5. Here comes crazy Jim Willie’s gold trade note. PCR has stated more than once that the world does not need a reserve currency, what we need is a reserve asset to balance trade. It has always been about gold for oil. Gold will be used as the global reserve to value one currency against another and to settle trade. This is about settling trade between nation states and currency zones, it is much much bigger than us little guys and our stack. Us little guys will be able to reap the wind fall when the final reset of the system arrives. A massive devaluation of currency against gold to recapitalize the system is on deck. The reset is picking up steam. Hopefully we don’t end up vaporized charcoal dust before it happens.
    BTW, I think crazy Jim Willies shit dollar will be arriving before to long as well.

  6. Great post, once again, Dave. The other component that is accelerating the demise of the dollar are economic sanctions being levied by the idiots in Washington, which only encourage more independence from the West. Concerning North Korea, the media is stumbling over itself to explain why none of its ideas have worked to discourage nuclear proliferation. Not that we have any business telling any country what to do with their military, but it’s clear by now that the U.S. is done for as a superpower. They Hence, PTB are scrambling to blanket the country in as much propaganda as possible.

  7. A very interesting development indeed but I see this as a first step IF they take it. For a long time China is planning this move to only push it forward in time. The problem is that China will be bleeding gold instead of accumulating it (is this why Russia recently started selling 80-100 tons a year via the SGE??). This because China wont demand (yet?) that her trade suplus with other nations sould be settled in gold. If this is the only move China makes, it makes no sense to me to be honest.

    If I understand monetary history well the opium wars were started by the English / West because they could not beat the Chinese competition and China was accepting only silver and gold as payment. Iam sure they did not forget that lesson.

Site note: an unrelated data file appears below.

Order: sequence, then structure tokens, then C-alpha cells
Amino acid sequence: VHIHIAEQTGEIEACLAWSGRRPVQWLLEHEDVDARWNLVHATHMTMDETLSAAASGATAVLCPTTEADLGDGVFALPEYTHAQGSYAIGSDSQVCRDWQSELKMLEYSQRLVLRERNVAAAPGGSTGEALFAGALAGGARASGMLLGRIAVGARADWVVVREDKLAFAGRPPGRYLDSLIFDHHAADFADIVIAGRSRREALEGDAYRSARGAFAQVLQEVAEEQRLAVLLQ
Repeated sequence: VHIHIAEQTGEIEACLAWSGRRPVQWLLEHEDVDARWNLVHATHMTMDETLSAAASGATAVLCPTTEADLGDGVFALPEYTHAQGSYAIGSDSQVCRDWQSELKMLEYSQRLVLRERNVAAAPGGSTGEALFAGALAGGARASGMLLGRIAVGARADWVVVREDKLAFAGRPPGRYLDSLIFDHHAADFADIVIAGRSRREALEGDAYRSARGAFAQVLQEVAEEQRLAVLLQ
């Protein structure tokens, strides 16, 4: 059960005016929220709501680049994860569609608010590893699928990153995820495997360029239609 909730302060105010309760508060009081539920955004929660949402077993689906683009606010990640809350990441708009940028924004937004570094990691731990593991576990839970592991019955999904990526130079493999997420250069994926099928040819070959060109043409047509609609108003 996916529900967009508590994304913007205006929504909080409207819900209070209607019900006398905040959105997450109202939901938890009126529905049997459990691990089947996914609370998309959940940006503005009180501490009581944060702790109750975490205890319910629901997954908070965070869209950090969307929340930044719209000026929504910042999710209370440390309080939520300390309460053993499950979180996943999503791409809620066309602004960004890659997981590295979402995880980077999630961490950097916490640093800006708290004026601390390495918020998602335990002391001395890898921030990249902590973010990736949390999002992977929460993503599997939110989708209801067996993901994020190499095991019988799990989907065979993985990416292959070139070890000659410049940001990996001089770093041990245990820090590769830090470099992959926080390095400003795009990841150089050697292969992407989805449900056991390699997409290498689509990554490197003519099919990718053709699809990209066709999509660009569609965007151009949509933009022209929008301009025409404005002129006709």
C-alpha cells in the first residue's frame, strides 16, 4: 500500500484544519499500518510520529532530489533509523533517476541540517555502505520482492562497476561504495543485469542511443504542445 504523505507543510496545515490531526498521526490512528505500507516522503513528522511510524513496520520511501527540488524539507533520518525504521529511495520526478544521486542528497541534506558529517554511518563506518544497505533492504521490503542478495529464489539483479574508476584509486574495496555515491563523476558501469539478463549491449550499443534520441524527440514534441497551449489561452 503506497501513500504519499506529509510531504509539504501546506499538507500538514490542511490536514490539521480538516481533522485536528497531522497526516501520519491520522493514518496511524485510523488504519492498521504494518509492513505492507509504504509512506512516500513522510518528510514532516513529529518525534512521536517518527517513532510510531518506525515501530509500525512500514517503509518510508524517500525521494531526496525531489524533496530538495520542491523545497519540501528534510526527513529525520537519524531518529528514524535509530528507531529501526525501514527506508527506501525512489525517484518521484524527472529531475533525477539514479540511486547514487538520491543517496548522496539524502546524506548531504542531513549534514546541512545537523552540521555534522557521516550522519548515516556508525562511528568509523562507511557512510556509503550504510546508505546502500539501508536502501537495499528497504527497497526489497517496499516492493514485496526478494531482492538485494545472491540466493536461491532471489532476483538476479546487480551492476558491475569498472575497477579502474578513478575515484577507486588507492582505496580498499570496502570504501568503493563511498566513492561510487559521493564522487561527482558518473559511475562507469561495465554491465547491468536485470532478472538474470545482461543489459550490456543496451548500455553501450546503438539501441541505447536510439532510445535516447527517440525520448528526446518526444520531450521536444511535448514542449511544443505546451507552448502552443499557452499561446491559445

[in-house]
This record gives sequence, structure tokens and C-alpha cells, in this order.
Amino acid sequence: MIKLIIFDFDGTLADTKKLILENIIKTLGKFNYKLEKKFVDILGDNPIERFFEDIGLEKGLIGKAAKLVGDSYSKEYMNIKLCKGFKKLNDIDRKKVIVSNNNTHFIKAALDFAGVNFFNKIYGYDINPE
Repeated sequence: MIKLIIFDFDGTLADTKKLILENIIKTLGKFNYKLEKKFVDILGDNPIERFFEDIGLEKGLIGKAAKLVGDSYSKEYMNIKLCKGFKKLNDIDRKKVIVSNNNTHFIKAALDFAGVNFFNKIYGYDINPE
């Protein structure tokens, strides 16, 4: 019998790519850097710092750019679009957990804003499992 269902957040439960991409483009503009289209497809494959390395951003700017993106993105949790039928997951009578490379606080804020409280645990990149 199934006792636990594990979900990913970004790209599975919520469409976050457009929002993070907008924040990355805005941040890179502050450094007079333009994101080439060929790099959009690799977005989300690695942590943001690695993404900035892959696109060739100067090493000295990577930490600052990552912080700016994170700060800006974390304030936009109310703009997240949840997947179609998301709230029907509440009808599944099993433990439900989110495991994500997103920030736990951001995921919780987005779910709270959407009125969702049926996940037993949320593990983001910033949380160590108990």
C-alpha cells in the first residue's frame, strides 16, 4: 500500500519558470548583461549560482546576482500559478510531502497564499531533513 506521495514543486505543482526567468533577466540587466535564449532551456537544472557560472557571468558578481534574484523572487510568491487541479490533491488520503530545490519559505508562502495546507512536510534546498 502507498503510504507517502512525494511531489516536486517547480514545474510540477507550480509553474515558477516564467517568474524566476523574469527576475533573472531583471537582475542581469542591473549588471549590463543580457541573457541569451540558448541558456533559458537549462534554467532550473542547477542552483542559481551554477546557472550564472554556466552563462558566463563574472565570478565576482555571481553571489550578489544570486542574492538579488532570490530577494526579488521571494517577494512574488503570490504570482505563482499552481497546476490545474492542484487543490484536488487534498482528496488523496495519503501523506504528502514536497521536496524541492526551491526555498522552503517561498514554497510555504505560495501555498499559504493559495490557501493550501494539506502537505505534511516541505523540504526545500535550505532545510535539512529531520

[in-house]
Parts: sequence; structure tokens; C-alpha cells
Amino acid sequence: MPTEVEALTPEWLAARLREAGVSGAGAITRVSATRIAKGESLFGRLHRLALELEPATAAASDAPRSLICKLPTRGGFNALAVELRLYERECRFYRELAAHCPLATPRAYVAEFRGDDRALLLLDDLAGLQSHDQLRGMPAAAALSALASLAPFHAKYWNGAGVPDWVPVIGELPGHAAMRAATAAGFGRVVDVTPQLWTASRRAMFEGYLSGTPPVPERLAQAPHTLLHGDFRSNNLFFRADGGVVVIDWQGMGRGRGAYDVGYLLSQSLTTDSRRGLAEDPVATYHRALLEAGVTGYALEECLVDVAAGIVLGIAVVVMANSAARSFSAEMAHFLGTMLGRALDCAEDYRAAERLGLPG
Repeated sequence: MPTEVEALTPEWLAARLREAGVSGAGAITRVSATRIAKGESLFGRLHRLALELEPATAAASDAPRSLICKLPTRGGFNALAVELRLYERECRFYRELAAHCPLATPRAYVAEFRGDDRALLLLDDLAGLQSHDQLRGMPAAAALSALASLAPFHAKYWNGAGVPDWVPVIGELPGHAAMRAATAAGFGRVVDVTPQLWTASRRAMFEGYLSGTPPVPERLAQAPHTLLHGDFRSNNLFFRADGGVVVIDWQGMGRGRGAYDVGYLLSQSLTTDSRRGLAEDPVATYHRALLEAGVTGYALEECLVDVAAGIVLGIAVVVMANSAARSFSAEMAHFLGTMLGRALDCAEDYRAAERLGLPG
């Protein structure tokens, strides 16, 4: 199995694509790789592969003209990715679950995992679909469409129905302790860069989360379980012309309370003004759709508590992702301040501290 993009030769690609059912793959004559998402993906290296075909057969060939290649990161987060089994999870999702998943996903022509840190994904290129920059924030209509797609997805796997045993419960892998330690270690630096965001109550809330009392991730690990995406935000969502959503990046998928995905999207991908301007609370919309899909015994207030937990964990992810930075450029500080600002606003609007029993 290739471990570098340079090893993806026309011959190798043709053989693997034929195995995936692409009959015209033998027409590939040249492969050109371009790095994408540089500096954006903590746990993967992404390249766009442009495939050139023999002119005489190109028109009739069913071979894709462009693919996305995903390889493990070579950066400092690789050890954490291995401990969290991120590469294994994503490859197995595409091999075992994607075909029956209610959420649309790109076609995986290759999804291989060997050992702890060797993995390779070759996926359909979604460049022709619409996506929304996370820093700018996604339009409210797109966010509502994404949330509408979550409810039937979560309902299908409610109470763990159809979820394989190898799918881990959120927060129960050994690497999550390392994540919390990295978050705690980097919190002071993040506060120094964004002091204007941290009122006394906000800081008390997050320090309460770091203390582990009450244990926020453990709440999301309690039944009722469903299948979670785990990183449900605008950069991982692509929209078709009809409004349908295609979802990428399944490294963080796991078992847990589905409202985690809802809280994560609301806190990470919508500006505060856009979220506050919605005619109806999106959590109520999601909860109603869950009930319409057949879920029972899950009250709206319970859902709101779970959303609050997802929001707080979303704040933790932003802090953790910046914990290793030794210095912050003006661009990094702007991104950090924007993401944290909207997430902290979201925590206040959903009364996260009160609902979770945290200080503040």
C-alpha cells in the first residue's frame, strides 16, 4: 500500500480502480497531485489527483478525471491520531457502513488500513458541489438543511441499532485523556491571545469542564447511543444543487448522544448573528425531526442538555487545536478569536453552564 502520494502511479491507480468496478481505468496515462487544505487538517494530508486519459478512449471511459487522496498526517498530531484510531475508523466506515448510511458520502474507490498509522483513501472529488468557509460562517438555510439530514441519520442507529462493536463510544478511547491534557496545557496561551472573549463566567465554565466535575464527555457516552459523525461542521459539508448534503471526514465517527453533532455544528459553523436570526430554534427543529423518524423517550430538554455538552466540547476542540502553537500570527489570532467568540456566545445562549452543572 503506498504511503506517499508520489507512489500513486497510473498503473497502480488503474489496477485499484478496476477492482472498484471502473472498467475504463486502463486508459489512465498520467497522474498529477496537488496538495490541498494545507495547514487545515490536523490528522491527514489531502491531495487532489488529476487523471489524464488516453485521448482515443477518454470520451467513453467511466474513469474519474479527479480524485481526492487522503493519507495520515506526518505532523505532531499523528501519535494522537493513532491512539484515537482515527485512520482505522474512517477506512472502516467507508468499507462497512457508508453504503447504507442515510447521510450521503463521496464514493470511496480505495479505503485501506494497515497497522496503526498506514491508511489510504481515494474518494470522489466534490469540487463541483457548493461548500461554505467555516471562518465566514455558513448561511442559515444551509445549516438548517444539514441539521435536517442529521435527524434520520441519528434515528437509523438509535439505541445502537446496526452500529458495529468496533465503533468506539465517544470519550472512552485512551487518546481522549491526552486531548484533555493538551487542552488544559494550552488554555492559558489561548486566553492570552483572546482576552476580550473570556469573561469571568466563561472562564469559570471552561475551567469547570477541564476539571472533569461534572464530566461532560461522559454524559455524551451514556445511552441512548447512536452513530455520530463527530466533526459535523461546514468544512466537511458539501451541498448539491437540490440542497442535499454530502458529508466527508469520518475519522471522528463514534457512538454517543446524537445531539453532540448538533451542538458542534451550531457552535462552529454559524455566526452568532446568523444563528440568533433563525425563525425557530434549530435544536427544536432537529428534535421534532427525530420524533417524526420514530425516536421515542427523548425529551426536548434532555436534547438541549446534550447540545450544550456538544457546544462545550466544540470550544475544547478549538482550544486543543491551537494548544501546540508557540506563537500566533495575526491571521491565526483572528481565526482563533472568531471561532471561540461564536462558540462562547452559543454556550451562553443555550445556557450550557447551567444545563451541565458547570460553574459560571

I would like to hear your opinion on this Dave! If you want me to elaborate my thoughts, let me know. Thanks.

    Regards,
    Hugo

    1. No. China accumulates gold at a much greater rate than their “official” public disclosure indicates. It’s estimated by several different sources that the PBoC has at least 25,000 tonnes

      1. Correct me if I’m wrong but isn’t this ability to convert ie a choice…(you can keep yuan and transact or convert to gold) the most free market concept for the price of gold. The more China trades with others in yuan, the greater the potential bid for gold. The gold they source for delivery could come from anywhere, right? Or am I wrong on this? Thanks. Also, from what I have read China is not keen on letting physical gold leave the country.

        1. There’s stiff regulations. I’ve got an inquiry into someone who will be able to find out how the rules apply w/regard to this new contract

    2. Even if China did become a net-seller of gold, you have to understand that it’s a form of savings, and eventually everyone spends their savings on something down the line, whether for emergency purposes or investment. Hopefully, in this case, it’s to become even more productive in the future…as opposed to what the West did by criminally leveraging its supply for disgusting military ventures and other pointless spending schemes.

      Personally, unless the East contracts case of the Stupid, I find it unlikely that China will ever export gold in the near future. Perhaps even for the next decade or more. Fact remains, the East hasn’t just been accumulating precious metals; it’s also been accumulating capital in many forms, especially land from many accounts, so there may not be much left for the West to barter with when this economic paradigm completely shifts. Probably what may happen is a sale of state-secrets and intellectual capital (think Operation PaperClip, but eastward). Otherwise, the U.S. and its close allies will be left to fend for themselves for quite a while with little, to no, gold to use as a unit-of-account.